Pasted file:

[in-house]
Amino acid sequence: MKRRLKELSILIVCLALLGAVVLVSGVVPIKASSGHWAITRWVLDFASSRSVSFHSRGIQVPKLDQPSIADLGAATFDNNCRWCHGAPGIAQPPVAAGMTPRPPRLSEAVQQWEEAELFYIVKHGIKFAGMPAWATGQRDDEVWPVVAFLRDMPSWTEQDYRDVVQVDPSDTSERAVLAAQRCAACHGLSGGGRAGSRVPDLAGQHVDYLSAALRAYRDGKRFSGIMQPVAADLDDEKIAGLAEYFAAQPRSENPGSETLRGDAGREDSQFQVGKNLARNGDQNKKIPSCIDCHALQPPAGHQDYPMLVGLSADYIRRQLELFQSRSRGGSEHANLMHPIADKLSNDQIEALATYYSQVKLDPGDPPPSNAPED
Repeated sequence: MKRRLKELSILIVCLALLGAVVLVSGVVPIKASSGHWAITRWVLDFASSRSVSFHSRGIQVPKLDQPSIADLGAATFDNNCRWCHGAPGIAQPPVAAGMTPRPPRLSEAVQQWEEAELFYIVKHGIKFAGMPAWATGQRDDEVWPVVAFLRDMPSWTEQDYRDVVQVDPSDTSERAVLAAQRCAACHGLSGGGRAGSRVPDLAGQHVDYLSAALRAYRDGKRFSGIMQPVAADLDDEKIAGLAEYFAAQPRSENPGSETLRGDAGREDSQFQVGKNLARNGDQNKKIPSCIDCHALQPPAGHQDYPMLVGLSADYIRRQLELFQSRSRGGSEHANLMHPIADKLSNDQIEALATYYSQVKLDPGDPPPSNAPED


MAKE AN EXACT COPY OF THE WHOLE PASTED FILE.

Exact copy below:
[in-house]
Amino acid sequence: MKRRLKELSILIVCLALLGAVVLVSGVVPIKASSGHWAITRWVLDFASSRSVSFHSRGIQVPKLDQPSIADLGAATFDNNCRWCHGAPGIAQPPVAAGMTPRPPRLSEAVQQWEEAELFYIVKHGIKFAGMPAWATGQRDDEVWPVVAFLRDMPSWTEQDYRDVVQVDPSDTSERAVLAAQRCAACHGLSGGGRAGSRVPDLAGQHVDYLSAALRAYRDGKRFSGIMQPVAADLDDEKIAGLAEYFAAQPRSENPGSETLRGDAGREDSQFQVGKNLARNGDQNKKIPSCIDCHALQPPAGHQDYPMLVGLSADYIRRQLELFQSRSRGGSEHANLMHPIADKLSNDQIEALATYYSQVKLDPGDPPPSNAPED
Repeated sequence: MKRRLKELSILIVCLALLGAVVLVSGVVPIKASSGHWAITRWVLDFASSRSVSFHSRGIQVPKLDQPSIADLGAATFDNNCRWCHGAPGIAQPPVAAGMTPRPPRLSEAVQQWEEAELFYIVKHGIKFAGMPAWATGQRDDEVWPVVAFLRDMPSWTEQDYRDVVQVDPSDTSERAVLAAQRCAACHGLSGGGRAGSRVPDLAGQHVDYLSAALRAYRDGKRFSGIMQPVAADLDDEKIAGLAEYFAAQPRSENPGSETLRGDAGREDSQFQVGKNLARNGDQNKKIPSCIDCHALQPPAGHQDYPMLVGLSADYIRRQLELFQSRSRGGSEHANLMHPIADKLSNDQIEALATYYSQVKLDPGDPPPSNAPED